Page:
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By Renee Morad

Michelle Williams is taking her fight for equal pay from Hollywood to Capitol Hill.

The four-time Oscar nominee drew on her personal experience while voicing support for the Paycheck Fairness Act during a powerful speech to lawmakers on Tuesday, which coincided Equal Pay Day.

“When a person or a group of people acknowledge your worth, you seek to meet that worth because they see you as you want to be seen ... ” Williams said in Washington, D.C. “And when you feel you are valued, you express your value. And where does that value go? It goes to your work. It goes to your fellow colleagues. It goes to employer. It benefits your entire organization. It strengthens the parts that advance the whole. This is the kind of human math that it only takes a heart to add up.”

She continued, “Imagine a workplace where women don’t have to spend extra or any energy fighting for fair pay or defending their rights but can instead focus that energy on the fullest expression of the task at hand and enjoy both the pride that brings and the product of that pride, which is fair and equal compensation for every woman.”

The issue hits home for Williams, 38. In late 2017, she learned that she was paid just one-tenth of 1 percent of the $1.5 million that her co-star Mark Wahlberg earned for reshooting scenes in the movie “All the Money in the World.” For the same amount of work, Williams earned less than $1,000. She recounted feeling “paralyzed in feelings of futility.”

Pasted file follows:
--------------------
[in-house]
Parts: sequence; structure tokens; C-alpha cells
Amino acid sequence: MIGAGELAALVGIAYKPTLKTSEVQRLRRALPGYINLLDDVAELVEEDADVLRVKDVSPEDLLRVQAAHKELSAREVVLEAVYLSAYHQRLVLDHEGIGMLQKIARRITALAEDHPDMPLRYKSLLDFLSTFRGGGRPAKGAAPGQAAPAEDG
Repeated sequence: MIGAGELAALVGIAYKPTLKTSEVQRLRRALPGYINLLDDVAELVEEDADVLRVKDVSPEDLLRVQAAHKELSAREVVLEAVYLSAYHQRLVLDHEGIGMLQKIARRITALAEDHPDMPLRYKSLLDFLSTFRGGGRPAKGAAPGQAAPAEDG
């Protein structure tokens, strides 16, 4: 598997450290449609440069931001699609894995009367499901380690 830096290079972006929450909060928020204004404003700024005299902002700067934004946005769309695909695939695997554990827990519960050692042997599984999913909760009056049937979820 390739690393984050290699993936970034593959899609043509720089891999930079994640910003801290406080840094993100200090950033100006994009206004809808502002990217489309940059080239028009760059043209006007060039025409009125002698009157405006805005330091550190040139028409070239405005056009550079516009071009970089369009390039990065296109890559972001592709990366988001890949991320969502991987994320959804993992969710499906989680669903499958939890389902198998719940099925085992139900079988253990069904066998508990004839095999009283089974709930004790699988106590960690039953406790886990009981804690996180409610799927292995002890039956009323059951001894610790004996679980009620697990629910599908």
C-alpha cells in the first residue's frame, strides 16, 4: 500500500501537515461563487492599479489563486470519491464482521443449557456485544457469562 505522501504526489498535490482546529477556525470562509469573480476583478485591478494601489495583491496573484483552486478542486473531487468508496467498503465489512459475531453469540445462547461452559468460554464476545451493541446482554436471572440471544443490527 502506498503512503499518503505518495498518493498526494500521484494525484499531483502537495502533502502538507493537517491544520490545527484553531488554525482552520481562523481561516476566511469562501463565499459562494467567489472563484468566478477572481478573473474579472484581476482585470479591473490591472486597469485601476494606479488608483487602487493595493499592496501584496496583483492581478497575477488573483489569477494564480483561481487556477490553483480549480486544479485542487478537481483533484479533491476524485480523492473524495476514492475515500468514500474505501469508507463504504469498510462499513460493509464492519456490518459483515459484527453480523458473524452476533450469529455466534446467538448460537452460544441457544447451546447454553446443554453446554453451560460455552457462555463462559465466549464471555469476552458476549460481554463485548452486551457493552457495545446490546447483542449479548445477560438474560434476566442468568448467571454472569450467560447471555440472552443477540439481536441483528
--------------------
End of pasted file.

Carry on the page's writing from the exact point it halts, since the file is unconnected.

When the news about the pay discrepancy broke, fellow actress Jessica Chastain asked Williams if she could share her story on Twitter, and it quickly went viral. Many others followed her lead.

In response to the backlash, Wahlberg issued a statement saying, "I 100 percent support the fight for fair pay” and donated his $1.5 million to the women’s fund Time’s Up, which was founded to combat abuse and gender inequality in the entertainment industry. Wahlberg’s agency, William Morris Endeavor, added an additional donation of $500,000.

The Paycheck Fairness Act, which was first introduced by Democratic Rep. Rosa DeLauro of Connecticut in 1997, passed in the House in March.

The bill strengthens protections against wage discrimination and holds employers accountable in an effort to address the gender pay gap — of which women currently earn 80 cents for every dollar that men are paid.

House Democrats passed the Paycheck Fairness Act when they were in the majority back in 2009, but it failed the next year in the Senate. Democrats are hopeful that momentum from the #MeToo movement and the record number of women now in Congress will bring the bill over the finish line.

“Thank you to Michelle Williams for sharing her compelling and heartfelt story of wage discrimination, inspiring women across America to stand up for #EqualPay,” House Speaker Nancy Pelosi tweeted after Williams’ speech. “Now we call on the Senate to pass the #PaycheckFairness Act to ensure the economic equality for America’s working women.”